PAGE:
In mainstream mommy discourse, breast vs. formula can quickly devolve into competition, as yet another way to assert oneself as a superior mother. Even among breast-feeding moms, length at the breast is used as a yardstick of better mothering.
But as someone who's spent the last year growing and curating Beyond Baby Mamas, a space for single mothers of color to openly share their experiences as parents without worrying about defending themselves against the George Wills of the world, I am beginning to understand more acutely the importance of and impediments to breast-feeding for black single mothers.
In a Beyond Baby Mamas Twitter chat yesterday in honor of Black Breastfeeding Week, never once did anyone insinuate that breast-feeding made them more engaged and concerned mothers than those who could not or did not.
It was understood that for the single mother, the ability to breast-feed at length in a low-stress environment and with the support of at least one other caring adult is a luxury. Many of our single mothers breast-fed. Some did so within a marriage or live-in partnership that has since dissolved. Some did so around hectic work schedules and without maternity leave. Several began and had to wean long before they wanted to, due to medical issues or time constraints. Many of those felt loss, depression or guilt.
This is a delicate discussion -- one that, even as a mothering advocate, I've always been reluctant to enter.
I didn't breast-feed my daughter. I'd planned to. The night she was born, my mother slept beside me in a knock-off Lazy Boy meant for a co-parent. Nurses swanned in and out, checking and rechecking to see if I wanted the baby to sleep in the nursery overnight while I recovered. I refused three times. She was so quiet and defenseless and beautiful. I couldn't fathom parting with her -- and what if she got hungry?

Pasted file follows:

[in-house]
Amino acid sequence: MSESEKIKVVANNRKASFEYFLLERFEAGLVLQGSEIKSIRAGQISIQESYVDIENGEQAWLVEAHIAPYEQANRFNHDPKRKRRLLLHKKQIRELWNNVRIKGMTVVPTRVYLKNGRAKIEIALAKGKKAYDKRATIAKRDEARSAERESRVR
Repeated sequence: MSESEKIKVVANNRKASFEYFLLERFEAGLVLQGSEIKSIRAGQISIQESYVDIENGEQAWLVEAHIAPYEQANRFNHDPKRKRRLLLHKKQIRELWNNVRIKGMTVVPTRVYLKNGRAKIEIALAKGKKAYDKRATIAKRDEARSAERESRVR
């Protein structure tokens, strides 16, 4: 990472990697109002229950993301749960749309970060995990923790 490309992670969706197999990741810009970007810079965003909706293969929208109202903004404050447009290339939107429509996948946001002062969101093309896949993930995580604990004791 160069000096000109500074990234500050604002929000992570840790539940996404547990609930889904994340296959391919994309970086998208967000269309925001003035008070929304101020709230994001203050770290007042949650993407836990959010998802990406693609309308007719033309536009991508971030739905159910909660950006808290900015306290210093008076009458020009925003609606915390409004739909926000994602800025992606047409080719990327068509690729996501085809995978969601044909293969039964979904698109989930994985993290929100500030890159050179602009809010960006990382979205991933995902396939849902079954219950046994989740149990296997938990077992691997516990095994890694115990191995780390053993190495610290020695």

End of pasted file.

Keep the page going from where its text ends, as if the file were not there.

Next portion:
"You won't be parting with her for 18 years," one nurse quipped. "These are the last nights of your life when you'll have all the help you do right now."
My mother and I exchanged a glance. She was right: nurses, residents, lactation specialists, my obstetrician -- everyone who was paid to be kind and solicitous, everyone who knew what they were doing, would disappear as soon as I was discharged. I had exactly two nights of this level of attentiveness. Two nights to "recover."
"Have you tried to nurse?" the quipping nurse asked.
I didn't think I'd have to try. I'd assumed that as soon as the breast was exposed, the baby would wrap her lips around the areola and suckle. All I'd ever heard about breast-feeding was how natural it was, how instinctive. Suddenly, mother and child would look at each other, knowing what to do.
But in many ways, that night and in the nights that have followed, I've looked at her and known nothing.